Tucker Pierre Edward Power Gougelmann
Died 1976
Ho Chi Minh City, Vietnam
Allegiance United States of America
Service/branch United States Marine Corps
Central Intelligence Agency
Years of service 1942-1976
Rank Captain
Unit Marine Raider battalion
Battles/wars World War II
Battle of Guadalcanal
Awards Purple Heart, CIA Star

Tucker Pierre Edward Power Gougelmann was a United States Marine Corps captain, World War II veteran, and a Central Intelligence Agency officer in their Special Activities Division who was killed in Vietnam in 1976.

World War II and entry in to the CIA[edit | edit source]

During the war he served in the Pacific, participating in battles such as Guadalcanal. During the Solomon Islands campaign he suffered a severe wound as the result of being shot in the right leg by a Japanese sniper while he was helping to move his fellow soldiers who were wounded out of danger.

Although the military doctors told him that his leg would have to be amputated as part of his treatment, Gougelmann was intent on returning to service and therefore refused to give his permission for the doctors to proceed with the amputation. He wound up keeping his leg but as a result his convalescence lasted for two years. During this time he was decorated with a Purple Heart in recognition of his having sustained the injury in combat.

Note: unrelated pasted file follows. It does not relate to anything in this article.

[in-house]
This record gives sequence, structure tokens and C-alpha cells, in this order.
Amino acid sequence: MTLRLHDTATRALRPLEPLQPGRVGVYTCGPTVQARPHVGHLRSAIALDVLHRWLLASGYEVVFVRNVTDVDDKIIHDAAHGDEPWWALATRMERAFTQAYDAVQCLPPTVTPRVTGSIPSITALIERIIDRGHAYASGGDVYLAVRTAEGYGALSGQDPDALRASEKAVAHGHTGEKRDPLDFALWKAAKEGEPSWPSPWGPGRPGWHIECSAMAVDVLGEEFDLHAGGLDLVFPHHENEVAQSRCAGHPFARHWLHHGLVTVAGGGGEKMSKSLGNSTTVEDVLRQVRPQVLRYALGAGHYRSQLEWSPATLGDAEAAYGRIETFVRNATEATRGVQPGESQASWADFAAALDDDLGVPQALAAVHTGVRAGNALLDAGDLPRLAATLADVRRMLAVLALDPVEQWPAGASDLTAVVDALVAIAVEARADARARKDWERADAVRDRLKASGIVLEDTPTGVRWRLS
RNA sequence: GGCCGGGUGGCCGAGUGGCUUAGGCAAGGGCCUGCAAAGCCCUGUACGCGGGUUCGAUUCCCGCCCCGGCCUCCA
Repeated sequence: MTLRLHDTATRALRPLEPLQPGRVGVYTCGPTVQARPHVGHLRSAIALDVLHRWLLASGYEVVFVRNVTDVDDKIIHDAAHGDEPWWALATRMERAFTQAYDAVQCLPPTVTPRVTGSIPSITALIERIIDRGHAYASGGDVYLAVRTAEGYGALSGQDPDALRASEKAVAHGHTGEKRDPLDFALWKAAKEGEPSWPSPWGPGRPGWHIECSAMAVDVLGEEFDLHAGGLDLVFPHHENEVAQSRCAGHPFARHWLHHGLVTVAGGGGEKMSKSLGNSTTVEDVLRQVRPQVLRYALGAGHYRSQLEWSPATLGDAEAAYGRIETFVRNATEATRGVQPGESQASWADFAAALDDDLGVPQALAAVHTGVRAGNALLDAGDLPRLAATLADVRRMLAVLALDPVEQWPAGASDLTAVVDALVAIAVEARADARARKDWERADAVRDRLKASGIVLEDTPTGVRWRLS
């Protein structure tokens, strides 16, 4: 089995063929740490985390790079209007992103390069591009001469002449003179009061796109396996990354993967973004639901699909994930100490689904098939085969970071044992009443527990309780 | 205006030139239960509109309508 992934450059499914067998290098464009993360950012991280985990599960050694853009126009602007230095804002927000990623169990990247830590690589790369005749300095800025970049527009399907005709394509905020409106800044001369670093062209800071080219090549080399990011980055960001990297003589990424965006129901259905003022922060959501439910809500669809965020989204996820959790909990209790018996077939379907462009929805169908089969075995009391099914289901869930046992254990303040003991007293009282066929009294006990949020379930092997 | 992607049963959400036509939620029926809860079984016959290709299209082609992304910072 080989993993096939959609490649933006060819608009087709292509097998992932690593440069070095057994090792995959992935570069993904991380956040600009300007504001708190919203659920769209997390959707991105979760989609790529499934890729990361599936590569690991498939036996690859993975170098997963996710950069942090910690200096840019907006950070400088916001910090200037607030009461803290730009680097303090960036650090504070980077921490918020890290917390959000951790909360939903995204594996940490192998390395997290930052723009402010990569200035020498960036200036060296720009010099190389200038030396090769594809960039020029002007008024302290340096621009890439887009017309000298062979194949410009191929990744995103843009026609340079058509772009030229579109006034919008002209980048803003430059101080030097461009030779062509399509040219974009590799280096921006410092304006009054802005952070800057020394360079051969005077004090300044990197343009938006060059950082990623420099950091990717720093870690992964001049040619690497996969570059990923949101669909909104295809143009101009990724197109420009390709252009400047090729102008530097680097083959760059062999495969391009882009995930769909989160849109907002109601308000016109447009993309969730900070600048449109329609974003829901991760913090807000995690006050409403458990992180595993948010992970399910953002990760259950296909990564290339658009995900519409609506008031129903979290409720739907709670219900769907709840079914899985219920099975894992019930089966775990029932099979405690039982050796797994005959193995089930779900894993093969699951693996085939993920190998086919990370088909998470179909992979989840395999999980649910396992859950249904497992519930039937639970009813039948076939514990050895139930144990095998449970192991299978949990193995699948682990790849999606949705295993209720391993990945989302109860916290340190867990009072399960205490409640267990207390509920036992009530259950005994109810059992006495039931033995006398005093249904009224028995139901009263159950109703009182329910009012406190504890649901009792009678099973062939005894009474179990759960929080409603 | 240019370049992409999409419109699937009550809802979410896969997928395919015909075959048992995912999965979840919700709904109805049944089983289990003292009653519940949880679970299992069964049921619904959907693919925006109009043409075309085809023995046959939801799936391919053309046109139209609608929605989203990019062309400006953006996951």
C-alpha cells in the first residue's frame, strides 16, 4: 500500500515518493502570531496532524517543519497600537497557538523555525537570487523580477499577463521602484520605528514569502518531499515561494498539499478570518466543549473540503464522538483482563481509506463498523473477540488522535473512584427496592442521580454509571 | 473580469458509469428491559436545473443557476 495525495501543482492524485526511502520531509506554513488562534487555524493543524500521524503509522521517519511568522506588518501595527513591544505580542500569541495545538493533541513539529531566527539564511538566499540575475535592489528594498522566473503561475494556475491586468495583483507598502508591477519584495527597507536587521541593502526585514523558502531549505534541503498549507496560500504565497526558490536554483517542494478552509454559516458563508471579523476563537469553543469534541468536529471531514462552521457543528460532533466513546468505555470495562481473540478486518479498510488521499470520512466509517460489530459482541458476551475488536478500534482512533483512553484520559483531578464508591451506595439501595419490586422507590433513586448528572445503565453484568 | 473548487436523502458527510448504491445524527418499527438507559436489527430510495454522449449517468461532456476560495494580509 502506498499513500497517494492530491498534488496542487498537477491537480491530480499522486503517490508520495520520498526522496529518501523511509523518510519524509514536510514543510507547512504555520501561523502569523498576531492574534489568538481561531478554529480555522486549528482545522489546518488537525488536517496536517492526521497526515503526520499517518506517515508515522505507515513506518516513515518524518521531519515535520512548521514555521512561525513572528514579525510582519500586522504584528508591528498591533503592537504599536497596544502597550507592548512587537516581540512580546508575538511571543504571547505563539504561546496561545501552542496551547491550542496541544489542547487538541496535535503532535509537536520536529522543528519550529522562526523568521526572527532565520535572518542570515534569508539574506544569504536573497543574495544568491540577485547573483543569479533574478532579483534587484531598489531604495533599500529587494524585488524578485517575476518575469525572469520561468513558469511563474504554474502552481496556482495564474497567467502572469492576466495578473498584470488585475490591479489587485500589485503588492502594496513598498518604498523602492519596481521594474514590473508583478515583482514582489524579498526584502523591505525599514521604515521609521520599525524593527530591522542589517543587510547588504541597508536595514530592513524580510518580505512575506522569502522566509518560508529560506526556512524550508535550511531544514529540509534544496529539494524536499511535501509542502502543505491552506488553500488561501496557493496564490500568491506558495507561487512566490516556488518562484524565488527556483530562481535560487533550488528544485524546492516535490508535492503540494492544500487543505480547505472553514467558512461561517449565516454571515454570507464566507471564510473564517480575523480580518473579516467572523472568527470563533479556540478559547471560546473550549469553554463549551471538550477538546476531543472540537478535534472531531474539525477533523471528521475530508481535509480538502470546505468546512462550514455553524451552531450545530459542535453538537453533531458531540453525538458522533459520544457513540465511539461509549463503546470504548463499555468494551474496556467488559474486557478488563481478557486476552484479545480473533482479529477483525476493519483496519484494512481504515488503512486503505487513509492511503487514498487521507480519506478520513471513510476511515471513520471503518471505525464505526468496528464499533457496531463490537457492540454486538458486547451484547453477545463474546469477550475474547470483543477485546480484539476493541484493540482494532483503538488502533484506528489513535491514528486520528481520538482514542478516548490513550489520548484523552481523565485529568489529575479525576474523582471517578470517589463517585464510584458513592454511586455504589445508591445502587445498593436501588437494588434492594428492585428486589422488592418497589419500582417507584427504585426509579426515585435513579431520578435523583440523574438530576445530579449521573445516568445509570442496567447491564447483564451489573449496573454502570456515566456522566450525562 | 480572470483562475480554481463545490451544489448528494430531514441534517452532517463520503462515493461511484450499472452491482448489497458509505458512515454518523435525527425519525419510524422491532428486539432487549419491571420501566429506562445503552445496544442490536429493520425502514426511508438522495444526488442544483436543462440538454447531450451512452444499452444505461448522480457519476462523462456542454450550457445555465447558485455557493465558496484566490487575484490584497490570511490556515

By the time he had recovered and was returned to active duty the war was drawing to a close. Regardless, Gougelmann remained in the Corps until his honorable discharge in 1949. Wanting to continue in service to his country, Gougelmann joined the then nascent Central Intelligence Agency, which had been created from the embattled Central Intelligence Group ("CIG") following the National Security Act of 1947 which Truman had signed in to law only two years earlier.

Although the CIG had a track record of difficulty with attracting "the best and the brightest," the newly formed CIA had no such difficulties in its early years. It was in fact a magnet for many of the nation's privileged youth who were recent graduates of top educational institutions, such as Ivy League universities. It was viewed as presenting a unique set of challenges, interesting work, and the opportunity to serve the country at the beginning of what would ultimately become known as the Cold War. Known for his personality, charisma, intellect, and "get-it-done" attitude, as well as enjoying a good challenge and the opportunity to serve both his country and democracy on a global scale, Gougelmann was a great fit for the CIA of that time.

Cold War service[edit | edit source]